The 2015 Temper red blend is majority Cabernet Sauvignon and Tempranillo with small amount of other Bordeaux and Spanish varietals. The wine is sourced completely from the Yakima Valley.

The Wine

Medium-plus intensity. A mix of red and dark fruits–cherries and currants–with some fresh tobacco and black pepper spiciness around the edges. Very intriguing bouquet that continues to evolve in the glass.

Photo by ShakataGaNai. Released on Wikimedia Commons under CC-BY-SA-3.0

Juicy red cherries and spice notes are a hallmark of this elegant wine.

On the palate, mostly the red fruits carry through and are amplified by the medium-plus acidity. The spiciness also seems to jump up a notch with a smokey element that adds to the savoriness. The fresh tobacco moves to a cured flavor. The medium-plus tannins are firm, holding up the full-bodied weight of the fruit well. The long finish lingers with the spice notes.

The Verdict

While this wine has ample fruit, the balanced hand of oak and impressive structure comes across as very Old World in style. The juicy savoriness and spice is tailor made for food pairing.

At $25-30, this is a very solid and character driven red blend that is perfect for foodies.

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60 Second Wine Review–Gordon Cabernet Sauvignon

A few quick thoughts on the 2014 Gordon Estate Cabernet Sauvignon from the Columbia Valley.

The Geekery

The roots of Gordon Estate date back to 1980 when brothers Jeff and Bill Gordon followed the suggestion of Dr. Walter Clore, the Father of the Washington wine industry, to plant grapevines on a south-facing slope east of Pasco that overlooked the confluence of the Snake and Columbia Rivers. A winery was up and running by 1983 and today Gordon Estate is one of the oldest family owned wineries in Washington that focuses on estate grown fruit.

Paul Gregutt notes in Washington Wines, that during the early years of the vineyard, Gordon would sell some of their grapes to esteemed wineries like Leonetti, Woodward Canyon, Dunham, L’Ecole 41 and Waterbrook but as their production grew the winery eventually began keeping all their estate fruit to themselves.

Since Bill Gordon retired in 1998, Gordon Estate has gone through a succession of winemakers that have included Marie-Eve Gilla (now of Forgeron), Tim Henley (formerly of Pine Ridge in Napa), Tyler Tennyson (now with Dunham) and, since 2016, Hillary Sjolund who is heading the winemaking team as part of Charlie Hoppes’ Wine Boss consulting firm.

The 2014 Cabernet Sauvignon was aged 18 months in a combination of French and American oak barrels. Around 3900 cases were made.

The Wine

Medium intensity. A mix of black fruits and tobacco spice. Around the edges there is a little black licorice spice as well.

Photo by Paolo Neo. Released on Wikimedia Commons under  PD-author

Plenty of black currants and tobacco spice in this textbook Washington Cab.


On the palate those dark fruits become more defined as cassis and blackberries. The tobacco spice also come through but brings a leafy green element underneath that is intriguing. Medium acidity and medium-plus tannins amply balance the fruit. Moderate length finish.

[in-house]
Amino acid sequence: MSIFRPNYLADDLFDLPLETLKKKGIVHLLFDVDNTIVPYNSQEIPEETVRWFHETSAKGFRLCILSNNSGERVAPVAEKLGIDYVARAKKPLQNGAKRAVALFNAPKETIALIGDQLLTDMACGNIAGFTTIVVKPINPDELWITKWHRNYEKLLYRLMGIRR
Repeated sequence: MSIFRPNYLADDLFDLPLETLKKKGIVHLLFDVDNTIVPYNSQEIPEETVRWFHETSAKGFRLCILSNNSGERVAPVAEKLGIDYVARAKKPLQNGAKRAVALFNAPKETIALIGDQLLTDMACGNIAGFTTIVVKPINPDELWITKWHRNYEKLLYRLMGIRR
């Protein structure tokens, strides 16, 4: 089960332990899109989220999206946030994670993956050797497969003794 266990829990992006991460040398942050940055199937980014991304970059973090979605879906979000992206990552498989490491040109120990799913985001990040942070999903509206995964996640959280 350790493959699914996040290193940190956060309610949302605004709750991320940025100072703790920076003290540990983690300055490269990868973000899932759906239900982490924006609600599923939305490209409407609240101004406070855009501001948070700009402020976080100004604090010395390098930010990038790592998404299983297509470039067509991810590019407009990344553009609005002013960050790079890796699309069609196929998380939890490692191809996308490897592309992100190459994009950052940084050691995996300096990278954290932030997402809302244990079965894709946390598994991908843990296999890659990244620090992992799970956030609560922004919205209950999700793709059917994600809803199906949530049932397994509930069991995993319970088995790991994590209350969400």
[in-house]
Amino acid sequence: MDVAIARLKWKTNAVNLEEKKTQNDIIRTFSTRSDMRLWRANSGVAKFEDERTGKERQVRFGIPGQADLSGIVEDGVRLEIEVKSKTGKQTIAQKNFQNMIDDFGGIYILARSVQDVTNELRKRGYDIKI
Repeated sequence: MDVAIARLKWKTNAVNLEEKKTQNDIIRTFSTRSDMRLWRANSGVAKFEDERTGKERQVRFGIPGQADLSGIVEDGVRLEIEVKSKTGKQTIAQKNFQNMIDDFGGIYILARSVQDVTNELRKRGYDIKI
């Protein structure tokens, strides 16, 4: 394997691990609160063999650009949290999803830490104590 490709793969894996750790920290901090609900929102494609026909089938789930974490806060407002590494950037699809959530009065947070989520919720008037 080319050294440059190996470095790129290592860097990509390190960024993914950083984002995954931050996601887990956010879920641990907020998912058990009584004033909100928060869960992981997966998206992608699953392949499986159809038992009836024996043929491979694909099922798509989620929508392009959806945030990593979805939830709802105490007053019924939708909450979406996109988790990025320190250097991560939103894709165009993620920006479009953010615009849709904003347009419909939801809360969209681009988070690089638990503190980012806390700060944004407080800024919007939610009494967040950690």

The Verdict

This is a well made wine that seems to fluctuate in price quite a bit from $16 up to $30.

In my opinion, this is a very solid Washington Cab in the $20-25 range so this can be either a great deal or just okay in value.

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60 Second Wine Review — Lauren Ashton Cuvee Meline

A few quick thoughts on the 2016 Lauren Ashton Cuvée Méline from the Columbia Valley.

The Geekery

Lauren Ashton Cellars was founded in 2009 by Kit Singh, a dentist by training, with the winery named after his two children. Full disclosure, Kit was one of my wine science instructors when I was going through the wine production program at the Northwest Wine Academy.

The labels for each of Lauren Ashton’s wines feature notable architecture from Singh’s wife, Riinu’s, home country of Estonia.

The 2016 Cuvée Méline is a white Bordeaux-style blend of 55% Semillon and 45% Sauvignon blanc that was aged in a combination of stainless steel, new French and neutral oak barrels. The fruit source for this vintage was Mercer Estates in the Horse Heaven Hills and Cave B Vineyard in the Ancient Lakes of the Columbia Valley AVA. Around 300 cases were made.

The Wine

High intensity nose–lots of citrus zest and white floral notes like wisteria and lillies. Around the edges there is a little tree fruit trying to peak out but is overwhelmed by the citrus and floral notes.

Photo by Zeynel Cebeci. Released on Wikimedia Commons under  CC-BY-SA-4.0

The rich tropical citrus note of this wine adds a lot of depth.


On the palate those tree fruit notes come out more and become defined as very ripe white peaches with the citrus becoming more tropical like pomelo. The wine has a lot of weight and texture to the mouthfeel that hints at the oak but you don’t taste any oak flavors. The medium-plus acidity keeps the fruit tasting fresh and balances the weight very well. Moderate length finish brings back the floral notes from the nose but they quickly fade.

The Verdict

It’s clearly a New World style white with the big body and weight but there is a lot of white Bordeaux-like elegance with this wine. Only thing missing is minerality.

At $23-28, it is a solid value for a very well made and food-friendly white. Definitely a white wine for a red wine drinker that wants something different than a light Sauvignon blanc or an oaky Chardonnay.